Dr Amy (18:14):
I haven’t yet figured out an answer to manage the 6:00 AM my child woke up vomiting, I’m not gonna be in today’s problem. We have some ways to do that. We actually each take a day. So whereas before one or two people always did that amongst our senior administrative or the right people, we take a day. I’m Sunday night, Monday morning, which means that I know Tuesday, Wednesday, Thursday, Friday, I actually don’t need to worry about this because really good people are on call to redo the schedule on all of those other days. And sort of in a leader’s eat last kind of way. I took Sunday, Monday, which is the least desirable day to take, because often at two o’clock on a Sunday afternoon, I’m getting a text from someone I’m not gonna be in. And my weekend time is disrupted to make that change. What we’ve tried to do with the micro administrators where scheduling is concerned, obviously there are many other things that these people are gonna do to make a real impact on student learning, student culture, faculty culture is said, how can we pull some of the predictable scheduling off of senior administrators plates and put that into the space of aspiring leaders who want to start to practice with this. So if I know that on Wednesday, December 5th, I don’t even know if that’s a real day. We’re having an assembly, and this is that the assembly suddenly planning for that assembly now lives in a micro administrator’s job. And so they’re gonna do everything that needs to happen. They are gonna do all of the scheduling, which means that my vice principal and I we’re not doing the assembly and we’re not doing that scheduling that opens up lots of other time for us to do other work. So the goal has been to move all of the predictable rescheduling into different spaces where it sits with other people who wanna stretch their genius in that area and leaves us with a more acute crisis. Listen, teachers switch in the middle of the year, and that creates a whole administrative scheduling domino effect. But if we can free up more time to do other big picture work, then when those things come to be, it won’t feel quite as horrifying that this is how we’re spending our time.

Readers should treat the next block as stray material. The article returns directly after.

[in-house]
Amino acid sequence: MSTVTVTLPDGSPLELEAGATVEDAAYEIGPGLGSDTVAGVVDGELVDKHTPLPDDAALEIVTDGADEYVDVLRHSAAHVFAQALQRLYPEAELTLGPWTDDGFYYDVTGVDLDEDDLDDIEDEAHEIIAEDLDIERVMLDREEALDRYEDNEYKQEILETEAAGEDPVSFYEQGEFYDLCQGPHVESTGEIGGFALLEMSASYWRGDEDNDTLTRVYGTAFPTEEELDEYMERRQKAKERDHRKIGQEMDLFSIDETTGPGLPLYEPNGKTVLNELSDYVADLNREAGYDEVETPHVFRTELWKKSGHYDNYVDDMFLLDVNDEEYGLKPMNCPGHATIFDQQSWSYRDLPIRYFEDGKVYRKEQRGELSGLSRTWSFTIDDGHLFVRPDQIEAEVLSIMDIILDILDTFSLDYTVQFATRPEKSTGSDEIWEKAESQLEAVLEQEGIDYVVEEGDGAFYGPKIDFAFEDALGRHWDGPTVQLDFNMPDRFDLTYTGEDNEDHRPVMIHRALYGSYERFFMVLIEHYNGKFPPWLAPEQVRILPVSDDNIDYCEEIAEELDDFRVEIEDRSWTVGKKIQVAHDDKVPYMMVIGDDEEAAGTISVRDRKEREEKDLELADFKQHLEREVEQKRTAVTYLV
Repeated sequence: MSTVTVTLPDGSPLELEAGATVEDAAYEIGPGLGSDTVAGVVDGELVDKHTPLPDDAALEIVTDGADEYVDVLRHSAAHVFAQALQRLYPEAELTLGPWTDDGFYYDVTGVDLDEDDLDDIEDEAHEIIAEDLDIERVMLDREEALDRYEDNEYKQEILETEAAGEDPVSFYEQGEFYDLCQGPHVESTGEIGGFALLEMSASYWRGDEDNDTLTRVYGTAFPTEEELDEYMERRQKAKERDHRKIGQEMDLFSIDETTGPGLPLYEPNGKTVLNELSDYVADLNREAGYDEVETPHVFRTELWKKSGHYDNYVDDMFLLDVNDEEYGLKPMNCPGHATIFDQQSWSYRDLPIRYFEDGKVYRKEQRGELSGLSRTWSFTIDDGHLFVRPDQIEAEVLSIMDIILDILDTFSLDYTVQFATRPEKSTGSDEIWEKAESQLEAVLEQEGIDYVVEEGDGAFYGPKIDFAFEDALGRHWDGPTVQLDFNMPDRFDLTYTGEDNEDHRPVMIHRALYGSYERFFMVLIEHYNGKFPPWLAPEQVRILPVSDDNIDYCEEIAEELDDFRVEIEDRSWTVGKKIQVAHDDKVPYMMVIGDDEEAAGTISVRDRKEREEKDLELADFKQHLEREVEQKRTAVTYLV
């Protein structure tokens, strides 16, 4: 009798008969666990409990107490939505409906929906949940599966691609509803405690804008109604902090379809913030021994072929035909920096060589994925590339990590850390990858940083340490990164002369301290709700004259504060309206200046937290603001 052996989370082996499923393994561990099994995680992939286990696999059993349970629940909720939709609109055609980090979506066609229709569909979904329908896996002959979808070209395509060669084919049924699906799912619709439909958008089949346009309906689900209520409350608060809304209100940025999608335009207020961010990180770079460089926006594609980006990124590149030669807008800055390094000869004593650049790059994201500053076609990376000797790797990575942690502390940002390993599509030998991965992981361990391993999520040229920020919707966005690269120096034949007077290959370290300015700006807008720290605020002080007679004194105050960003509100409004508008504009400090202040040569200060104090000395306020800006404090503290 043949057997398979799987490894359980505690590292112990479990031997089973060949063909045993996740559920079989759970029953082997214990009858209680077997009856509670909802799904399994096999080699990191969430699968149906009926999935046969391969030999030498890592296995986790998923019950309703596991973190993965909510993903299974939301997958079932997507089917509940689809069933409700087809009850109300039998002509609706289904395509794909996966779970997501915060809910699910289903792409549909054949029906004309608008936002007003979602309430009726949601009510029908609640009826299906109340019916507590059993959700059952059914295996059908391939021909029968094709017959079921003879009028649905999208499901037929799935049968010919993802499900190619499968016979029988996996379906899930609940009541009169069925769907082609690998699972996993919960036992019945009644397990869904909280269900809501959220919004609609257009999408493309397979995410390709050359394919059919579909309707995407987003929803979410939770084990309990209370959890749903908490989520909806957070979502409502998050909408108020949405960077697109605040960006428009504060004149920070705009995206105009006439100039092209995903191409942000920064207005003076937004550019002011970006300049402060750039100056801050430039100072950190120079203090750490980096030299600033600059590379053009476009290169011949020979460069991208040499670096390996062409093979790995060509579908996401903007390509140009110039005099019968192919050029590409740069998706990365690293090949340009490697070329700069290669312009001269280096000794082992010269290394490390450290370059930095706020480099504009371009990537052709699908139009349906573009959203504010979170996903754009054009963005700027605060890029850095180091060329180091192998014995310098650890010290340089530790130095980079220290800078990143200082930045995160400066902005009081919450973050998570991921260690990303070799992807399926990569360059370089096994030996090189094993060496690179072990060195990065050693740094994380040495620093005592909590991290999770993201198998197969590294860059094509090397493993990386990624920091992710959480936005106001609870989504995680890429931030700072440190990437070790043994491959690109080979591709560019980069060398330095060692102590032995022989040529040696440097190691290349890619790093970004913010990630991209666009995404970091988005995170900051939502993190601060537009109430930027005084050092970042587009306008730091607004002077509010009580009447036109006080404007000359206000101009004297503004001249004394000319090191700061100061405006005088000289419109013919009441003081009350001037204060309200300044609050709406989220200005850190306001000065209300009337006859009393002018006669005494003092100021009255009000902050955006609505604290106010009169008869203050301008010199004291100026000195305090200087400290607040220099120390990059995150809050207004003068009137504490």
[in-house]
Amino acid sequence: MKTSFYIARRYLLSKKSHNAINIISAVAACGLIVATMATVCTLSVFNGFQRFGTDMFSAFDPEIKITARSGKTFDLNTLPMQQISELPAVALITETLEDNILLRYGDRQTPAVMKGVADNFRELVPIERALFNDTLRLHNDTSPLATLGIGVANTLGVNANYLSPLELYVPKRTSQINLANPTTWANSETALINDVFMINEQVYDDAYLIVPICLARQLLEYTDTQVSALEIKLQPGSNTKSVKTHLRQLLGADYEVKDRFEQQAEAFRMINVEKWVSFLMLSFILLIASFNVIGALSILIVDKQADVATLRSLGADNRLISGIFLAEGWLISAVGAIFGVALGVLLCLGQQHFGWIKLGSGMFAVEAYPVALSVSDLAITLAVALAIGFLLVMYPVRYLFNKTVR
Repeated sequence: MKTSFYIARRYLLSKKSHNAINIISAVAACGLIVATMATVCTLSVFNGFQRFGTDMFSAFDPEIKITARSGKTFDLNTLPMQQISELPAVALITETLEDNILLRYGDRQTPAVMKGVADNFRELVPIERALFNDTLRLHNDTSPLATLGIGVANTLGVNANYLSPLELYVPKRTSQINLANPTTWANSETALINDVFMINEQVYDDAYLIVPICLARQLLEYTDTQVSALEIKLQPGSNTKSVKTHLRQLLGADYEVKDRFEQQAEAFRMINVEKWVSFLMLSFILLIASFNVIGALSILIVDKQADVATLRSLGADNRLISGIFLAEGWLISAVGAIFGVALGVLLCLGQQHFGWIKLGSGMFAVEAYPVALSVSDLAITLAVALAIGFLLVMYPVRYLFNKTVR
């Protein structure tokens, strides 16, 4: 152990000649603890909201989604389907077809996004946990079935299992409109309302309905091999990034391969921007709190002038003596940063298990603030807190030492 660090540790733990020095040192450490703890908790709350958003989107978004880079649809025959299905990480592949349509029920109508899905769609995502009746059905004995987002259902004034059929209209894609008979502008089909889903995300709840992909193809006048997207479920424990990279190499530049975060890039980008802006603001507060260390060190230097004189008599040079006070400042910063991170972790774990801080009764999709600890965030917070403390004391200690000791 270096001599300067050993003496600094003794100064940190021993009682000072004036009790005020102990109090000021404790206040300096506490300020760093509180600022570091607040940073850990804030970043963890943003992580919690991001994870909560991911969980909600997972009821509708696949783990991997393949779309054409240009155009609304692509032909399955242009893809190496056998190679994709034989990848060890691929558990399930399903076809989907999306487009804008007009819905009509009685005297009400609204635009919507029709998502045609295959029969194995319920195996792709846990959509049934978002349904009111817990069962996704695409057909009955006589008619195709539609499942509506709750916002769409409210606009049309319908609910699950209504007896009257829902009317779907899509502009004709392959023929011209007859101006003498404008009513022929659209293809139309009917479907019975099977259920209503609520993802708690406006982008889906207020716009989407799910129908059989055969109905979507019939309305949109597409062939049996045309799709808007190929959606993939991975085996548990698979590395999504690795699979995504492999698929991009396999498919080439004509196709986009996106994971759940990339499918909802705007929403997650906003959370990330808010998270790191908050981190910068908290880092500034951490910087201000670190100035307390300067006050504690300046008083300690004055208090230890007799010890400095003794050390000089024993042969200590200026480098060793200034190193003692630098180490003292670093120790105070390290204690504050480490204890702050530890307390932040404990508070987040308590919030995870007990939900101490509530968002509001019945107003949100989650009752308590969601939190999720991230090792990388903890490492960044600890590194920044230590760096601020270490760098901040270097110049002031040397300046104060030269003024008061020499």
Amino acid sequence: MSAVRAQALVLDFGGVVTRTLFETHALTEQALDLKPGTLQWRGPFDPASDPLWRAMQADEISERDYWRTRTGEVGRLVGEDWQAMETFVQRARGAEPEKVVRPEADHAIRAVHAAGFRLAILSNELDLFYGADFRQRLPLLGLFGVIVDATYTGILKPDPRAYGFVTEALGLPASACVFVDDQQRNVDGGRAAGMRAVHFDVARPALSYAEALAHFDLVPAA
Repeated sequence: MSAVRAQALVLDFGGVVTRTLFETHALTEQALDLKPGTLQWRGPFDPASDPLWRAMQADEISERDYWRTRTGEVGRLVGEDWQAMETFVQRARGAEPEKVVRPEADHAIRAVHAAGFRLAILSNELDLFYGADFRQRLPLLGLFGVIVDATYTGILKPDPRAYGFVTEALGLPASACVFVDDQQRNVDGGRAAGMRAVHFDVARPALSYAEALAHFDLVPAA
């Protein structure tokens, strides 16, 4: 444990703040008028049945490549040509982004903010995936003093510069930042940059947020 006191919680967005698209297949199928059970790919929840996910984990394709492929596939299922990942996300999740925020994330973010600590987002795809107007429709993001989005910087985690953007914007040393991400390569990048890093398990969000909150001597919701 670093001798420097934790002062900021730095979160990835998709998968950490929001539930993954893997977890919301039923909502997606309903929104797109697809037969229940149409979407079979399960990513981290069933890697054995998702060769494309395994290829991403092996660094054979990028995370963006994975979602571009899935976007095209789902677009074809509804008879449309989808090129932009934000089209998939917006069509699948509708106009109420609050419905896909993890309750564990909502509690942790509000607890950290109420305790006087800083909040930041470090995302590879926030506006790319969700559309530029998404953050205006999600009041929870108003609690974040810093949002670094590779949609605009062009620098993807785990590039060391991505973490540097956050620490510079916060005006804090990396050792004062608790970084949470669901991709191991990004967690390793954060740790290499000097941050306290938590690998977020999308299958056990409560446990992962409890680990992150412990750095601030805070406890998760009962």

Awesome. I appreciate that clarification. We’re gonna keep talking about this interesting idea that you’re implementing at your school, but this is a great time to pause for a second to get some messages in from our show sponsors, the Better Leaders Better Schools podcast is proudly sponsored by Harvard’s Certificate in School Management and Leadership. I know many Mastermind members and many Ruckus Makers who listen to this show that have gone through the program and have loved the experience. But don’t just take it from me. Let’s hear how some of the Harvard faculty describe the impact and their heart for this program. Leadership is Joyful work, empowering others to do their best work. Principals do that with teachers and teachers do that with students. And empowering others to educate themselves or to be educated is just one of the most important things we can do in this world building. We’re building people, we’re building the next generation of leaders and educators.
Learn more about the program and apply at BetterLeadersBetterschools.com/harvard. What do you see in your classrooms and how did you see it? As a principal, you can’t be everywhere at once, so how can you help support every teacher in the building? With Teach FX, teachers can gather their own feedback without relying on classroom observations. The Teach FX Instructional Coaching app is like giving every teacher their own instructional coach whenever they want it. Ruckus Makers can pilot teach FX with their teachers, visit teach fx.com/better leaders to learn how it’s teachfx.com/betterleaders. If your students are struggling to stay focused and your teachers are showing signs of burnout, you need to act now. The good news is that there’s a path forward. It is possible to lay the foundation for learning and to re-energize your teachers, and that’s found in executive functioning skills. When students get practiced with these skills, they can better self-regulate and they are more successful academically.